- And for those seeking to stay hot on the heels of the upstream project, Arch Linux runs on 4.14, only a little behind the upstream’s 4.15.
So what exactly are the differences between all these? As noted earlier, many of them lie outside the interest of most desktop users, as it’s rare to find a user who actively uses more than a fraction of new modules (especially as some enable very niche hardware). That said, following are two examples of crucial kernel components that users would be wise to consider when choosing which version to run.
Stay Close – but Not Too Close
Intel recently revamped the design of its processors with the release of the Kaby Lake line, creating quite a powerhouse as a result.
While Windows has been able to harness its horsepower right out of the gate, it took Linux a little while to get a handle on it. To be precise, version 4.10 debuted the optimizations for Kaby Lake processors. These chips certainly will run on kernels from 4.9 and earlier, but users won’t get the most out of their hardware, and may even wear it out faster than if they took advantage of the updated kernel.
This is just one instance of when it pays not to lag too far behind the upstream kernel, as you can spare newer systems’ internals a lot of unnecessary wear and tear.
Still, there can be serious drawbacks to getting too close to the vanguard that is the source kernel, or too experimental. In a particularly unsettling example of this, Ubuntu users have encountered a severe bug in how Ubuntu’s more recent kernel interacts with UEFI firmware, which runs the boot sequence on modern systems.
In the variant of the 4.13 kernel shipped with Ubuntu 17.10, Ubuntu activated an unfinished kernel module for Intel SPI devices, which incorrectly accessed and damaged the UEFI firmware in some computers, rendering UEFI unable to save settings changes or to boot from USB flash drives.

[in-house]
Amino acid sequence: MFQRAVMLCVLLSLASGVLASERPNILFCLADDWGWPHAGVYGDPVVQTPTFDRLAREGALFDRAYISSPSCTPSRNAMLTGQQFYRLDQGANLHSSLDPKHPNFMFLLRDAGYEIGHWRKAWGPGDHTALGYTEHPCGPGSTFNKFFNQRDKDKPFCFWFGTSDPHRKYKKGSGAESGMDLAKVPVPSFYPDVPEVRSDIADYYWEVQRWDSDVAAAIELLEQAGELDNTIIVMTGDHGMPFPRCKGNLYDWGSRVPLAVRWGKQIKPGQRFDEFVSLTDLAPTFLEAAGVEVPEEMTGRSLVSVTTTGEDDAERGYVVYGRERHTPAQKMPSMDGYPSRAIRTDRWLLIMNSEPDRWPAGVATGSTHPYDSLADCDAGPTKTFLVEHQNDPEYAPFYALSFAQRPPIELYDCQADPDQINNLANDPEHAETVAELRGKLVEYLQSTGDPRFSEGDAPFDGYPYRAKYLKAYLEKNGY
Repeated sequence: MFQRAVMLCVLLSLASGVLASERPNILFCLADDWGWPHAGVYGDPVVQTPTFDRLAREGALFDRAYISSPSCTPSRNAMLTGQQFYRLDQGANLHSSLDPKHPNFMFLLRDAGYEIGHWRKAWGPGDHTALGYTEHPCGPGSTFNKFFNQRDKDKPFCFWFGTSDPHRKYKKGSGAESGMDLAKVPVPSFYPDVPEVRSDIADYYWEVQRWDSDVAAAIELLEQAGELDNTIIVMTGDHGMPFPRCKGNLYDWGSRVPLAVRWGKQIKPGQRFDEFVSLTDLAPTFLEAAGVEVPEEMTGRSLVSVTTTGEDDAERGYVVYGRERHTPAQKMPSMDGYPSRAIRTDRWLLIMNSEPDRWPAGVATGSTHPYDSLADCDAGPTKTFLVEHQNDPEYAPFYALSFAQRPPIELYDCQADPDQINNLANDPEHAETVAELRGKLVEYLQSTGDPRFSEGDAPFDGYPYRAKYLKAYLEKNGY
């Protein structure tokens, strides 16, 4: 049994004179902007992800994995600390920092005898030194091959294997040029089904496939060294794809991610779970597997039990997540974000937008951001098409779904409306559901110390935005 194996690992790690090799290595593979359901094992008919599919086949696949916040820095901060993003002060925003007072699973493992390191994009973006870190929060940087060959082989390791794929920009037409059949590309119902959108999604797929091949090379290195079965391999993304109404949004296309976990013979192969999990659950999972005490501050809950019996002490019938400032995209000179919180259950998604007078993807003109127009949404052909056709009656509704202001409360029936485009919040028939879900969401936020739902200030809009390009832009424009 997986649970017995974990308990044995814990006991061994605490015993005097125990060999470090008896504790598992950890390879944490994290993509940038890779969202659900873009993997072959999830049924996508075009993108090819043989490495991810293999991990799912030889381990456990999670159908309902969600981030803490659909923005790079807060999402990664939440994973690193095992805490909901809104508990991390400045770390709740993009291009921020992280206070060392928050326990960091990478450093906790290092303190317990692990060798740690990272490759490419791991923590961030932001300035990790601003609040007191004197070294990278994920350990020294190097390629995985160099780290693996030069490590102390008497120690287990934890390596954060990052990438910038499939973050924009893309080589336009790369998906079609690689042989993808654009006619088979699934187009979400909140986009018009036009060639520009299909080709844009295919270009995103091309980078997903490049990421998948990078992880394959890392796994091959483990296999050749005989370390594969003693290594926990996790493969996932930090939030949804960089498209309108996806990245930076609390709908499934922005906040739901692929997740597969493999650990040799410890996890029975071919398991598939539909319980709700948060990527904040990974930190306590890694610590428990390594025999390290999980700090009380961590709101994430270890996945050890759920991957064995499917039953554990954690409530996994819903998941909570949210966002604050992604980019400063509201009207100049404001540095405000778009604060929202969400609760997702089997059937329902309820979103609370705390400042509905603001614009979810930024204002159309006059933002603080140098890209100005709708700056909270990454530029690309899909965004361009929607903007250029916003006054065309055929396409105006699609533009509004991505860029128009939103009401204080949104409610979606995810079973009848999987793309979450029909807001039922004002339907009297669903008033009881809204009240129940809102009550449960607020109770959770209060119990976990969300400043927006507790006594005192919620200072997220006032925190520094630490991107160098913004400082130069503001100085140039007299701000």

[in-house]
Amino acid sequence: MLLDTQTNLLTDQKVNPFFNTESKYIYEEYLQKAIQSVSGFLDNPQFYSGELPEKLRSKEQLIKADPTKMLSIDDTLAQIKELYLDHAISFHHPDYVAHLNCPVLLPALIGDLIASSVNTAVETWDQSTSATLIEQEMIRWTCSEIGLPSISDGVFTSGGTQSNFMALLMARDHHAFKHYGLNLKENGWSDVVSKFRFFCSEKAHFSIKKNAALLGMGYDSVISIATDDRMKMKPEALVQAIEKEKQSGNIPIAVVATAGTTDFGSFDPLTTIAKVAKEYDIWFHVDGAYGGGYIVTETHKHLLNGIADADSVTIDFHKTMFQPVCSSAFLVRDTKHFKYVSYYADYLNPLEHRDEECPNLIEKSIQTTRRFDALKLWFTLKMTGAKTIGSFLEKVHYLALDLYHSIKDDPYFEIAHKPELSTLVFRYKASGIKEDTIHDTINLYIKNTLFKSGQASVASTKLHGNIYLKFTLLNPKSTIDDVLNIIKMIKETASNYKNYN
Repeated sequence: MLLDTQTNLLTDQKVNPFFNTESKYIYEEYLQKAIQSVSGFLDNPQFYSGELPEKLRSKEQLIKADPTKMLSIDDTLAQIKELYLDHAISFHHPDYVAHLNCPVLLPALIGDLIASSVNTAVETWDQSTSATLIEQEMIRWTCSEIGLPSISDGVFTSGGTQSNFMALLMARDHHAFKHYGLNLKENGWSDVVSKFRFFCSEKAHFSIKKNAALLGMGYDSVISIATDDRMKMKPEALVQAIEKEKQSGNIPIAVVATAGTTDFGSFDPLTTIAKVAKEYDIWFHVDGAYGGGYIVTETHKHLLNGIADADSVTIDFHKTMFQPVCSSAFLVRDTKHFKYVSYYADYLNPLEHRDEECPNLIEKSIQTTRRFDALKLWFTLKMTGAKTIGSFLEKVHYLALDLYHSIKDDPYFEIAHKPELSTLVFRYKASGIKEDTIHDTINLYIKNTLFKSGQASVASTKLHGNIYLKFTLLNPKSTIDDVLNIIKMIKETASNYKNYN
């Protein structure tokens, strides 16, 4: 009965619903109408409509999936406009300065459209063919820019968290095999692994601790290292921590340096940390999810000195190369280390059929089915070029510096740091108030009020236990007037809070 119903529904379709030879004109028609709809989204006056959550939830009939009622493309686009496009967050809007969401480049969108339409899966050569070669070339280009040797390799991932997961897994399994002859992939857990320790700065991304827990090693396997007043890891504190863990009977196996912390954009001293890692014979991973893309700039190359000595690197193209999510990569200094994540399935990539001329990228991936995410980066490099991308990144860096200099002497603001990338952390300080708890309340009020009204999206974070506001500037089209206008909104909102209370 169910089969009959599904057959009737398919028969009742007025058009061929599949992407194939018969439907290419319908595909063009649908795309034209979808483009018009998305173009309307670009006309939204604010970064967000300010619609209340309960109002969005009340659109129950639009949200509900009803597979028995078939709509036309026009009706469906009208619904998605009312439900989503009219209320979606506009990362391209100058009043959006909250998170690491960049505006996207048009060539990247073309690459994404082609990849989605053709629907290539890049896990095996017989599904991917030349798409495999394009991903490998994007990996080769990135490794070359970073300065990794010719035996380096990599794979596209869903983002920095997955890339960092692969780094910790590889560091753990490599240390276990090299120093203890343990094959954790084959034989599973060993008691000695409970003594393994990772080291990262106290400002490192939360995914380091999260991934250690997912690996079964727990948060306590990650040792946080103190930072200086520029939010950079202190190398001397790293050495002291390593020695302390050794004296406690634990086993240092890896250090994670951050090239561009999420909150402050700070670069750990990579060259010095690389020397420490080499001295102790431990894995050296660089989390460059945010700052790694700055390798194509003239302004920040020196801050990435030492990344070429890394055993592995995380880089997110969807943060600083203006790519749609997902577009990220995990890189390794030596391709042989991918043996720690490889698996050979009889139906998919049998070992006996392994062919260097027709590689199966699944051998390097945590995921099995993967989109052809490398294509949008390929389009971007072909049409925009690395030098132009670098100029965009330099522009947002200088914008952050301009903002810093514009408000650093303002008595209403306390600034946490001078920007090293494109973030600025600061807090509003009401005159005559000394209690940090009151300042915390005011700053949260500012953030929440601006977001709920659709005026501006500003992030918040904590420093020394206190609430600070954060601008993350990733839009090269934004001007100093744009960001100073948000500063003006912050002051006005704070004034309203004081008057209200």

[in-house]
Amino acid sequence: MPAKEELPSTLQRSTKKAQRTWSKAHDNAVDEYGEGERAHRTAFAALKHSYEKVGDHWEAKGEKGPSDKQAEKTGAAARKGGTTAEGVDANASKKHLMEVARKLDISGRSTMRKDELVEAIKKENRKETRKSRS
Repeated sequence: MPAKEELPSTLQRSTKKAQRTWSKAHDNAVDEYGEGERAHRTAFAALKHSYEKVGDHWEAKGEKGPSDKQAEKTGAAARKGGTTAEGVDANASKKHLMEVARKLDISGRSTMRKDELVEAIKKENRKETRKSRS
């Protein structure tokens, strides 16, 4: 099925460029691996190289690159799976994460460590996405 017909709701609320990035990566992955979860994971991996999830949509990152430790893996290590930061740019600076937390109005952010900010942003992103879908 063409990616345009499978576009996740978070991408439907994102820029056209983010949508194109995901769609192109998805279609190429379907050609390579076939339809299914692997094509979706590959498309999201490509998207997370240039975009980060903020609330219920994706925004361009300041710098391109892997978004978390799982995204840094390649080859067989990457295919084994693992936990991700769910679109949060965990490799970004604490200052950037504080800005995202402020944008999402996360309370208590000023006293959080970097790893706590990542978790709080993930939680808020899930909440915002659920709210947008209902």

This bug is an apt demonstration of the relationship between upstream, downstream, and other parallel downstream flows. The bug seems to have been included in Ubuntu’s kernel erroneously, by Ubuntu itself. Other distributions downstream from the source kernel project, running versions 4.13 or later — such as Arch Linux and openSuse Tumbleweed — appear not to be affected.
Linux distributions also can have upstream/downstream relationships to one another: Ubuntu is downstream from Debian, which in turn is directly downstream from the source kernel. However, since Ubuntu included the offending module, even the advanced Testing track of Debian on version 4.14 doesn’t appear to be affected.
Linux Mint, on the other hand, is downstream from Ubuntu, but because its kernel — branched from 4.10 — is behind Ubuntu’s, it doesn’t look like it’s affected either.
Although the version of the Linux kernel running or the features it includes aren’t always immediately apparent to desktop users, there are times when these specifics can make your life easier — or a lot harder.
If you really want to pore over all the details of each kernel, changelogs published on every update are your best bet. If you want to survey the offerings from the major distributions, poking around user forums is the way to go.
The only way to find out is to give it try. Between the primer upstream and the rich ecosystem of downstreams, you might be surprised at just how much the Linux kernel can do